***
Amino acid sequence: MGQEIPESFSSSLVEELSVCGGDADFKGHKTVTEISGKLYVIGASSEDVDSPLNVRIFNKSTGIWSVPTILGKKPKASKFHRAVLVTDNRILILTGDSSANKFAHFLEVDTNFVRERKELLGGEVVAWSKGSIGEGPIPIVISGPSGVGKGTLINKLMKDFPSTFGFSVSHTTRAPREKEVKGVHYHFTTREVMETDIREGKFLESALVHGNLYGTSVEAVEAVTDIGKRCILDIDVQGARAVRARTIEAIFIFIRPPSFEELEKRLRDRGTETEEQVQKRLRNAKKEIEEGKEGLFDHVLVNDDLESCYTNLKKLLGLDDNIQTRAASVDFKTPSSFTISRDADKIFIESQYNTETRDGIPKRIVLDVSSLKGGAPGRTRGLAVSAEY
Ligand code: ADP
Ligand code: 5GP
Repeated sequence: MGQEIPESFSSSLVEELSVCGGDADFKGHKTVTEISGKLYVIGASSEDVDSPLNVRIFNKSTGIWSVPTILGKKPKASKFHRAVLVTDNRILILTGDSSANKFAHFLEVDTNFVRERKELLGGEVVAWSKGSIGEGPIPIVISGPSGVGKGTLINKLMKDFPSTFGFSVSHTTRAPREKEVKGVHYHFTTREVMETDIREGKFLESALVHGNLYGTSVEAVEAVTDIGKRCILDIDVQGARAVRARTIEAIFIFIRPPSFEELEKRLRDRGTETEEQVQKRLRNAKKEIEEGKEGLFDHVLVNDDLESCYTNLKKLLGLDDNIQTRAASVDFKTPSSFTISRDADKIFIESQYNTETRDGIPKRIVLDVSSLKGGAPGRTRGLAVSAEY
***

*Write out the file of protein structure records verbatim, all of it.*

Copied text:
Amino acid sequence: MGQEIPESFSSSLVEELSVCGGDADFKGHKTVTEISGKLYVIGASSEDVDSPLNVRIFNKSTGIWSVPTILGKKPKASKFHRAVLVTDNRILILTGDSSANKFAHFLEVDTNFVRERKELLGGEVVAWSKGSIGEGPIPIVISGPSGVGKGTLINKLMKDFPSTFGFSVSHTTRAPREKEVKGVHYHFTTREVMETDIREGKFLESALVHGNLYGTSVEAVEAVTDIGKRCILDIDVQGARAVRARTIEAIFIFIRPPSFEELEKRLRDRGTETEEQVQKRLRNAKKEIEEGKEGLFDHVLVNDDLESCYTNLKKLLGLDDNIQTRAASVDFKTPSSFTISRDADKIFIESQYNTETRDGIPKRIVLDVSSLKGGAPGRTRGLAVSAEY
Ligand code: ADP
Ligand code: 5GP
Repeated sequence: MGQEIPESFSSSLVEELSVCGGDADFKGHKTVTEISGKLYVIGASSEDVDSPLNVRIFNKSTGIWSVPTILGKKPKASKFHRAVLVTDNRILILTGDSSANKFAHFLEVDTNFVRERKELLGGEVVAWSKGSIGEGPIPIVISGPSGVGKGTLINKLMKDFPSTFGFSVSHTTRAPREKEVKGVHYHFTTREVMETDIREGKFLESALVHGNLYGTSVEAVEAVTDIGKRCILDIDVQGARAVRARTIEAIFIFIRPPSFEELEKRLRDRGTETEEQVQKRLRNAKKEIEEGKEGLFDHVLVNDDLESCYTNLKKLLGLDDNIQTRAASVDFKTPSSFTISRDADKIFIESQYNTETRDGIPKRIVLDVSSLKGGAPGRTRGLAVSAEY